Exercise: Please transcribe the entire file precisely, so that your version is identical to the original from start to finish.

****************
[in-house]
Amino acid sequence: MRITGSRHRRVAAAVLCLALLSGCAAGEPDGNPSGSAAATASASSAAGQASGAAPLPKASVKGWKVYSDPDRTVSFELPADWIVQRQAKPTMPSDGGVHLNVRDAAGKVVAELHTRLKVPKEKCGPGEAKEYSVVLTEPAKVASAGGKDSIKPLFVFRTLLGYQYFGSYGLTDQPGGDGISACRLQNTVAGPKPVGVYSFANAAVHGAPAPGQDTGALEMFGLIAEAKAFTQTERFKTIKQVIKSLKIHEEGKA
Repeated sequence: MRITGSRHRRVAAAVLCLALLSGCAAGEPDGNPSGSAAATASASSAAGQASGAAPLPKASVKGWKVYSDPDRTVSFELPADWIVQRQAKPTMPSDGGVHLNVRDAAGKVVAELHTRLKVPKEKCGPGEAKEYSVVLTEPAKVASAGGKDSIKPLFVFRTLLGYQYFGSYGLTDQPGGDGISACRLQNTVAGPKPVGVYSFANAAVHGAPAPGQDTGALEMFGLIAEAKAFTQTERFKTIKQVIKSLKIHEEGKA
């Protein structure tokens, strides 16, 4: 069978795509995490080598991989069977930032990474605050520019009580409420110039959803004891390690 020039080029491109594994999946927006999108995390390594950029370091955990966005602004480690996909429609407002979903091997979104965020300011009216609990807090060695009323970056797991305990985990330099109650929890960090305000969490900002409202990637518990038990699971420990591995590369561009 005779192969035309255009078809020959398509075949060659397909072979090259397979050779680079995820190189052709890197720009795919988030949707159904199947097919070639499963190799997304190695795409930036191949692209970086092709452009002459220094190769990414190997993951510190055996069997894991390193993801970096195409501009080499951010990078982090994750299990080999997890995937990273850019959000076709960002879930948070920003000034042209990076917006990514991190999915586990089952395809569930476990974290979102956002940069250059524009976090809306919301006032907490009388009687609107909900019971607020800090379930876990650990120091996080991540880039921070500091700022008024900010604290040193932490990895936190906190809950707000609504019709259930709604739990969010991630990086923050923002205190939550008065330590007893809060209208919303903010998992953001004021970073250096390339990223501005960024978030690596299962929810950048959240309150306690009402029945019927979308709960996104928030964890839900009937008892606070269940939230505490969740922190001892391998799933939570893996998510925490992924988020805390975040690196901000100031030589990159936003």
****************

[in-house]
Amino acid sequence: MRITGSRHRRVAAAVLCLALLSGCAAGEPDGNPSGSAAATASASSAAGQASGAAPLPKASVKGWKVYSDPDRTVSFELPADWIVQRQAKPTMPSDGGVHLNVRDAAGKVVAELHTRLKVPKEKCGPGEAKEYSVVLTEPAKVASAGGKDSIKPLFVFRTLLGYQYFGSYGLTDQPGGDGISACRLQNTVAGPKPVGVYSFANAAVHGAPAPGQDTGALEMFGLIAEAKAFTQTERFKTIKQVIKSLKIHEEGKA
Repeated sequence: MRITGSRHRRVAAAVLCLALLSGCAAGEPDGNPSGSAAATASASSAAGQASGAAPLPKASVKGWKVYSDPDRTVSFELPADWIVQRQAKPTMPSDGGVHLNVRDAAGKVVAELHTRLKVPKEKCGPGEAKEYSVVLTEPAKVASAGGKDSIKPLFVFRTLLGYQYFGSYGLTDQPGGDGISACRLQNTVAGPKPVGVYSFANAAVHGAPAPGQDTGALEMFGLIAEAKAFTQTERFKTIKQVIKSLKIHEEGKA
């Protein structure tokens, strides 16, 4: 069978795509995490080598991989069977930032990474605050520019009580409420110039959803004891390690 020039080029491109594994999946927006999108995390390594950029370091955990966005602004480690996909429609407002979903091997979104965020300011009216609990807090060695009323970056797991305990985990330099109650929890960090305000969490900002409202990637518990038990699971420990591995590369561009 005779192969035309255009078809020959398509075949060659397909072979090259397979050779680079995820190189052709890197720009795919988030949707159904199947097919070639499963190799997304190695795409930036191949692209970086092709452009002459220094190769990414190997993951510190055996069997894991390193993801970096195409501009080499951010990078982090994750299990080999997890995937990273850019959000076709960002879930948070920003000034042209990076917006990514991190999915586990089952395809569930476990974290979102956002940069250059524009976090809306919301006032907490009388009687609107909900019971607020800090379930876990650990120091996080991540880039921070500091700022008024900010604290040193932490990895936190906190809950707000609504019709259930709604739990969010991630990086923050923002205190939550008065330590007893809060209208919303903010998992953001004021970073250096390339990223501005960024978030690596299962929810950048959240309150306690009402029945019927979308709960996104928030964890839900009937008892606070269940939230505490969740922190001892391998799933939570893996998510925490992924988020805390975040690196901000100031030589990159936003």